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What are the complications and symptoms of retinal vein occlusion?

What are the complications and symptoms of retinal vein occlusion include:

  • Macular edema. If blood and fluid leak into the central part of the retina called the macula, swelling of the macula occurs (called macular edema). The macula is the part of your retina responsible for your fine detail vision. It is what allows you to read small print, thread a needle, and read street signs. Macular edema causes blurred vision, decreased vision or both.
  • Abnormal blood vessel growth (neovascularization). Retinal vein occlusion can cause abnormal vessels to begin to grow on the retina. These new vessels are very fragile and may bleed or leak fluid into the vitreous — the gel-like substance that fills the center of the eye. Small spots or clouds in your field of vision called floaters can appear. In more advanced cases of neovascularization, the abnormal blood vessels may actually cause the retina to detach from the back of the eye.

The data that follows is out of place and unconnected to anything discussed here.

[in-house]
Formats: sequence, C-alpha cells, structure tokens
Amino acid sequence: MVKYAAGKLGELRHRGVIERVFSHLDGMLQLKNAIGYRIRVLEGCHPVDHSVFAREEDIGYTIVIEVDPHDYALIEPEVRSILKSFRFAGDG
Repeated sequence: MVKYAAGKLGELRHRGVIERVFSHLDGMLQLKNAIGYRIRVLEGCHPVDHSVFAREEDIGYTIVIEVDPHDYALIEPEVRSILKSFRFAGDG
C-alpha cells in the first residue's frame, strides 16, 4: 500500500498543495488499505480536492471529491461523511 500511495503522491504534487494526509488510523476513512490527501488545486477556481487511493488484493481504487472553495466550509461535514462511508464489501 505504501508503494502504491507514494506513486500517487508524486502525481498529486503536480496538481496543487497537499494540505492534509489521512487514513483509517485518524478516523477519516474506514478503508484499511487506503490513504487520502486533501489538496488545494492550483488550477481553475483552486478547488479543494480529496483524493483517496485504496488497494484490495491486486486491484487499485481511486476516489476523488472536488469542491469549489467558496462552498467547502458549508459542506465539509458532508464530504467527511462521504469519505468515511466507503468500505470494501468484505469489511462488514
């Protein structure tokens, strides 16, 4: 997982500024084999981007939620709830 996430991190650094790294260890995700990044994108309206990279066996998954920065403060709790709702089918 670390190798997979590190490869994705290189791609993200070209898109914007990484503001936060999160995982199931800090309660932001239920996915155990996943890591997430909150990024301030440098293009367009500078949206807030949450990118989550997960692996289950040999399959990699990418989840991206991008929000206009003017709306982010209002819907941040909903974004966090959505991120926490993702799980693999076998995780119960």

• Pain in the eye. In severe cases of CRVO, a blocked vein causes abnormal blood vessel growth on the iris and drainage channels in the front of the eye, leading to painful pressure in the eye (neovascular glaucoma).

If complications from retinal vein occlusion are not treated, irreversible blindness may occur.

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Important: This content reflects information from various individuals and organizations and may offer alternative or opposing points of view. It should not be used for medical advice, diagnosis or treatment. As always, you should consult with your healthcare provider about your specific health needs.